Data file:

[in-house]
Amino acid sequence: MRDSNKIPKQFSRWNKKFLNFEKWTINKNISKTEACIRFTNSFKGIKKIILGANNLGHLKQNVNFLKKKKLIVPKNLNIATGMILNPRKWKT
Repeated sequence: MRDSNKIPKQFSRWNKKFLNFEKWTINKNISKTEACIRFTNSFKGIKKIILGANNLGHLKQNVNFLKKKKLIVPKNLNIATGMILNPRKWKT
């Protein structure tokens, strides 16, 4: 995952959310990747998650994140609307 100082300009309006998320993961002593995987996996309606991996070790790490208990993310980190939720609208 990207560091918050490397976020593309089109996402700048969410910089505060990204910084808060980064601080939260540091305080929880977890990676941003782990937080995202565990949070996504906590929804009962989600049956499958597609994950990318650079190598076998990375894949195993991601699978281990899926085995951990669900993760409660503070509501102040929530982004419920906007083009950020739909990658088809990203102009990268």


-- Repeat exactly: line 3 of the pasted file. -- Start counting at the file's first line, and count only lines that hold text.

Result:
Repeated sequence: MRDSNKIPKQFSRWNKKFLNFEKWTINKNISKTEACIRFTNSFKGIKKIILGANNLGHLKQNVNFLKKKKLIVPKNLNIATGMILNPRKWKT